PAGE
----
Fearful Asymmetry Andrew Roberts, Tablet. One woman is a convicted al-Qaeda terrorist. The other is a renegade crusader for women's rights. An American journalist explicitly seeks to draw a parallel between the two.
Vatican't Giulio Meotti, Ynet. Israel's decision to cede some sovereignty over the "Hall of the Last Supper" to the Catholic Church will only embolden the Vatican's campaign to appropriate Jewish Jerusalem.
A Separate Peace Tamar Rotem, Haaretz. A Gur Hasid, who practices a strict sexual separation, will not walk with his wife on the street. He will not call her by name. To address her, he will knock on the table. Or hum.
Disjecta Membra Benjamin Balint, Los Angeles Review of Books. Not for nothing was the Cairo Genizah called "the Living Sea Scrolls": its discoverers revolutionized the study of Mediterranean Jewish life at the very moment that it was drawing to a close.
Creating a Monster Jonathan Kirsch, Jewish Journal. On the weak-chinned, bespectacled, clumsy young man who ambitiously reinvented himself as . . . Heinrich Himmler.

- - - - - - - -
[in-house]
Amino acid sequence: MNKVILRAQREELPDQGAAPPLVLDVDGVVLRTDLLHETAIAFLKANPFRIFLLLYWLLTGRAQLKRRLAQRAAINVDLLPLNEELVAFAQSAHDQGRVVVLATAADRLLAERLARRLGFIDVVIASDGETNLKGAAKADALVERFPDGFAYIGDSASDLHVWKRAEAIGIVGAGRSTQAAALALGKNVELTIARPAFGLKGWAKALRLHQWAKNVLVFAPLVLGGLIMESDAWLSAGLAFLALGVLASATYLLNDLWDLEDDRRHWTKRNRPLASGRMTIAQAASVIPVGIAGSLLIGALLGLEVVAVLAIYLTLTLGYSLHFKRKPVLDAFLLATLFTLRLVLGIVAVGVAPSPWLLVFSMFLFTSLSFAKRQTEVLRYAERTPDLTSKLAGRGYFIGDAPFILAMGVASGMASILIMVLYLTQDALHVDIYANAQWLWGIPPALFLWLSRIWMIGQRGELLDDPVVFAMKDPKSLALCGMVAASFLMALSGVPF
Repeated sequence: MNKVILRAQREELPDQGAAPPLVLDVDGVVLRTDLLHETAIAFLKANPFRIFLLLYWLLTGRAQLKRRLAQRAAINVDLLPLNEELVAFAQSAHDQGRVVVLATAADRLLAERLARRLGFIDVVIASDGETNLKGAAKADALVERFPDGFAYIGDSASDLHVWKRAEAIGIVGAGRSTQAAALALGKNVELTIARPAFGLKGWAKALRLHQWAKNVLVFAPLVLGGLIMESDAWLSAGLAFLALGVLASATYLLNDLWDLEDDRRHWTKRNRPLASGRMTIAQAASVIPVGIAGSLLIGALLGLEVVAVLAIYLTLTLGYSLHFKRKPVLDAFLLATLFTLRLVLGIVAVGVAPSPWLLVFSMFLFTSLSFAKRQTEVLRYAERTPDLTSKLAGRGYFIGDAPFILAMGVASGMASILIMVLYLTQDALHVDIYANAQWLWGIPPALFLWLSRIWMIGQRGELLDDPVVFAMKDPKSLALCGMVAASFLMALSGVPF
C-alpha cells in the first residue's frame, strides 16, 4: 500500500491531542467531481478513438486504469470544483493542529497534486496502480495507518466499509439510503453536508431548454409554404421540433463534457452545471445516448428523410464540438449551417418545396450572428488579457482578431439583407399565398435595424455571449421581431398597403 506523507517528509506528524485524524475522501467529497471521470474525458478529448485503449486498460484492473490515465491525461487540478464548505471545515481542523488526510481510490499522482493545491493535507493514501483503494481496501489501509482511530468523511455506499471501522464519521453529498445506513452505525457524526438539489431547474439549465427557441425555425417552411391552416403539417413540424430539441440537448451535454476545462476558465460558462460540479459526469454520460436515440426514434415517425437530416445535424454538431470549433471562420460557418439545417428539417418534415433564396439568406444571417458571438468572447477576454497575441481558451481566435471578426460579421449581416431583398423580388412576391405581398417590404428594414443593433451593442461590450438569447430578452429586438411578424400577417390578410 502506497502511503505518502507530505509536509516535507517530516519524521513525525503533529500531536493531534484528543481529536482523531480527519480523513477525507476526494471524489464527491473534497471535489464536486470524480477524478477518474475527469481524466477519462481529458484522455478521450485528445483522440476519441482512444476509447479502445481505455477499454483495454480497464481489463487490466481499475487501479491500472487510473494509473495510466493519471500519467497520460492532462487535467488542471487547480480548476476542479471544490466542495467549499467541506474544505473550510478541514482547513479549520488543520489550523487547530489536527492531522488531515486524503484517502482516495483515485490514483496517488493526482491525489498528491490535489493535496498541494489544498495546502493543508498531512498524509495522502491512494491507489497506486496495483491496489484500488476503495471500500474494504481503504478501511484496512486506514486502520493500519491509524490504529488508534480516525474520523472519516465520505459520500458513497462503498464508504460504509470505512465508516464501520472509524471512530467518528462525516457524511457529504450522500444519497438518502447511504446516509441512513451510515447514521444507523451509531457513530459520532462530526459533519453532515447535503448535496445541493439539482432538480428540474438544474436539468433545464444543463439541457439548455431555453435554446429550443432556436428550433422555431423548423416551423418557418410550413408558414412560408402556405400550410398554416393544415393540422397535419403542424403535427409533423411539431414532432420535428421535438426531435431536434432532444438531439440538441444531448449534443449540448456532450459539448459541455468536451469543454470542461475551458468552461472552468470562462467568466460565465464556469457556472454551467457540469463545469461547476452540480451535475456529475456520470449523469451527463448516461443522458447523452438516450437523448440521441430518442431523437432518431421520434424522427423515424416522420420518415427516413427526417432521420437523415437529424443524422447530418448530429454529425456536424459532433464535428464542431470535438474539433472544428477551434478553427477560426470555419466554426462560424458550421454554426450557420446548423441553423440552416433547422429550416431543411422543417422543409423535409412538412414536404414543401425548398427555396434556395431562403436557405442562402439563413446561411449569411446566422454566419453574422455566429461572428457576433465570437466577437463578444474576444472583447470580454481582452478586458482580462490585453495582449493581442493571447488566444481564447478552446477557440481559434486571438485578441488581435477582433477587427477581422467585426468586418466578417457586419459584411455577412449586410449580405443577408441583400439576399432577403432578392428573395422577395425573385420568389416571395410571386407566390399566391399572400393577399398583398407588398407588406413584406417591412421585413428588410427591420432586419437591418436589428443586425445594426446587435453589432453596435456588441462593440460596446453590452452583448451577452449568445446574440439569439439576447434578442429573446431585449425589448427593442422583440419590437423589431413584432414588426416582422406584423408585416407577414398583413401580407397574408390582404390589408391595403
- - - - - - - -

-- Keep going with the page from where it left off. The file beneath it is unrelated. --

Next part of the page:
Creaming the Competition Elli Fischer, Jerusalem Post. Ruling Haagen Dazs ice cream to be non-kosher, the Israeli chief rabbinate misconstrues Moshe Feinstein's position and once again demonstrates its contempt for Diaspora Judaism.
The Wages of Criticism Zev Eleff, Jewish Review of Books. The 18th-century scholar Aryeh Leib Ginsburg was a harsh critic of earlier halakhic authorities. Did they finally exact revenge on him? And, if so, who's been covering up the story?
Independent is the New Democrat Ilana Ostrin, American Prospect. Jewish affiliation with the Democratic Party has dropped by ten percent since 2009. This won't hurt President Obama—but may affect other electoral races in 2012.
Reading the Netanyahu Tea Leaves Zvika Krieger, Atlantic. Does the collapse of recent Israeli-Palestinian exploratory talks mask an increased flexibility in the Prime Minister's position on Israeli control of the Jordan Valley? The Atlantic is hopeful.
Auster and Erdogan on Human Rights in Turkey Dave Itzkoff, New York Times. The Turkish Prime Minister called the novelist ignorant for refusing to visit Turkey because of all those journalists in Turkish jails. Auster has delivered quite an answer.